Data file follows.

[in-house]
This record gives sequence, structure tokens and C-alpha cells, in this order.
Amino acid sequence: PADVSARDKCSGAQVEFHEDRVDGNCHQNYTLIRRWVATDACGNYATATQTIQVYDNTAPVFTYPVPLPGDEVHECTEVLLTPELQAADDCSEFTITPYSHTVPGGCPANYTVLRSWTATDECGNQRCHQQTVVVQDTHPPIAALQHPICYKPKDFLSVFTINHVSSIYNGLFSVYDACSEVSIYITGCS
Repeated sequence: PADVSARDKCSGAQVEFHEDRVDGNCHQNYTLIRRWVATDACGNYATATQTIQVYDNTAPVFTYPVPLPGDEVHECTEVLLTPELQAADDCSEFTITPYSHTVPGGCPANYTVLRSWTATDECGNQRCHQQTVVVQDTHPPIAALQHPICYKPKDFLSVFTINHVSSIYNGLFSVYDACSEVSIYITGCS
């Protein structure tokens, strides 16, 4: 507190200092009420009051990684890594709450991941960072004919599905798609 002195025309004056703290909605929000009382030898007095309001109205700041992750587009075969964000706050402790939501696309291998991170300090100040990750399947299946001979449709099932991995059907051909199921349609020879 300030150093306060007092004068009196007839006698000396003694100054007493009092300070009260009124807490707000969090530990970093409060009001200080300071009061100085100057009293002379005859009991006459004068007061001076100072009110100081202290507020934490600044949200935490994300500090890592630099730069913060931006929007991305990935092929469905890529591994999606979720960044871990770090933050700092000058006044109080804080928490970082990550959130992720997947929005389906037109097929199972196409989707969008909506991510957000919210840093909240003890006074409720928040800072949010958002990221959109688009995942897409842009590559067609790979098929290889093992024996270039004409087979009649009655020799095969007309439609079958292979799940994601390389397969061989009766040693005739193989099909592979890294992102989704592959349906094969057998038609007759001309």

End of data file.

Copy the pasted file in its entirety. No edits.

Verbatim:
[in-house]
This record gives sequence, structure tokens and C-alpha cells, in this order.
Amino acid sequence: PADVSARDKCSGAQVEFHEDRVDGNCHQNYTLIRRWVATDACGNYATATQTIQVYDNTAPVFTYPVPLPGDEVHECTEVLLTPELQAADDCSEFTITPYSHTVPGGCPANYTVLRSWTATDECGNQRCHQQTVVVQDTHPPIAALQHPICYKPKDFLSVFTINHVSSIYNGLFSVYDACSEVSIYITGCS
Repeated sequence: PADVSARDKCSGAQVEFHEDRVDGNCHQNYTLIRRWVATDACGNYATATQTIQVYDNTAPVFTYPVPLPGDEVHECTEVLLTPELQAADDCSEFTITPYSHTVPGGCPANYTVLRSWTATDECGNQRCHQQTVVVQDTHPPIAALQHPICYKPKDFLSVFTINHVSSIYNGLFSVYDACSEVSIYITGCS
């Protein structure tokens, strides 16, 4: 507190200092009420009051990684890594709450991941960072004919599905798609 002195025309004056703290909605929000009382030898007095309001109205700041992750587009075969964000706050402790939501696309291998991170300090100040990750399947299946001979449709099932991995059907051909199921349609020879 300030150093306060007092004068009196007839006698000396003694100054007493009092300070009260009124807490707000969090530990970093409060009001200080300071009061100085100057009293002379005859009991006459004068007061001076100072009110100081202290507020934490600044949200935490994300500090890592630099730069913060931006929007991305990935092929469905890529591994999606979720960044871990770090933050700092000058006044109080804080928490970082990550959130992720997947929005389906037109097929199972196409989707969008909506991510957000919210840093909240003890006074409720928040800072949010958002990221959109688009995942897409842009590559067609790979098929290889093992024996270039004409087979009649009655020799095969007309439609079958292979799940994601390389397969061989009766040693005739193989099909592979890294992102989704592959349906094969057998038609007759001309």